Building practitioners: Are you licensed?
The Licensed Building Practitioners (“LBP”) regime came into full effect on 1 March 2012. It will come as no surprise to many in the industry as the regime has been in the pipelines for a number of years now to give those effected time to adjust. From 1 March 2012 any building work that comes within the definition of “restricted building work” and does not satisfy the DIY exemption must be carried out or supervised by an LBP.
What is restricted building work?
Restricted building work is work related to the primary structure or external moisture management system of a house or small-to-medium apartment building and includes bricklaying/blocklaying, carpentry, external plastering, foundations, roofing and design.
In terms of design work, any fire-safety system attached to or forming part of a small-to-medium apartment building is specifically declared to be restricted building work.
Monitoring of compliance
Before restricted building work commences under a building consent, an owner must give the relevant building consent authority written notice of the name of every LBP who has been engaged to carry out or supervise the restricted building work that is the subject of the consent (where not already stated in the application for consent). Written notice must also be given of any changes regarding the LBP that is carrying out or supervising the work.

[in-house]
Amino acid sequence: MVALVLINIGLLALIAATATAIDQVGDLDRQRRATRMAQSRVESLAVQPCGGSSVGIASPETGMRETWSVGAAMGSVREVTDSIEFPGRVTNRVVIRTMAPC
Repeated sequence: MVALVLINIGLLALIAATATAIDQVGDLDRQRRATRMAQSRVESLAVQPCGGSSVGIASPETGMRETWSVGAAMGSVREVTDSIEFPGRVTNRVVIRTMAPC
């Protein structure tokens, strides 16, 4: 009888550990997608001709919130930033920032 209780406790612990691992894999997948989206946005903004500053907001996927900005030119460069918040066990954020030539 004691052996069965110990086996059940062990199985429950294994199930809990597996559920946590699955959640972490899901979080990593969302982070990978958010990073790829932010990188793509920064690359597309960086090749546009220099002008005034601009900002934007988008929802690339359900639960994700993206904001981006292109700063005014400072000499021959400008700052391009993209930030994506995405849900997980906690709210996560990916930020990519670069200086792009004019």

On the completion of restricted building work, LBPs must provide the owner and the relevant territorial authority with a record of work. The record of work must be in a certain form, and state what restricted building work the LBP carried out or supervised. The owner must provide a copy of the record with an application for a code compliance certificate.
Consequences of non-compliance
Code compliance certificates will not be issued for building work that includes restricted building work without satisfactory evidence of the involvement of an LBP. Both building practitioners and homeowners are potentially liable for substantial fines of up to $20,000 if they breach the LBP requirements.
To remain licensed, LBPs must continue to meet minimum competency standards (to be prescribed by regulation). LBP qualifications and disciplinary history are also recorded on a public register, and they are subject to a disciplinary regime administered by the Building Practitioners Board.
If you would like further information please contact Daniel Shore on 07 958 7477.
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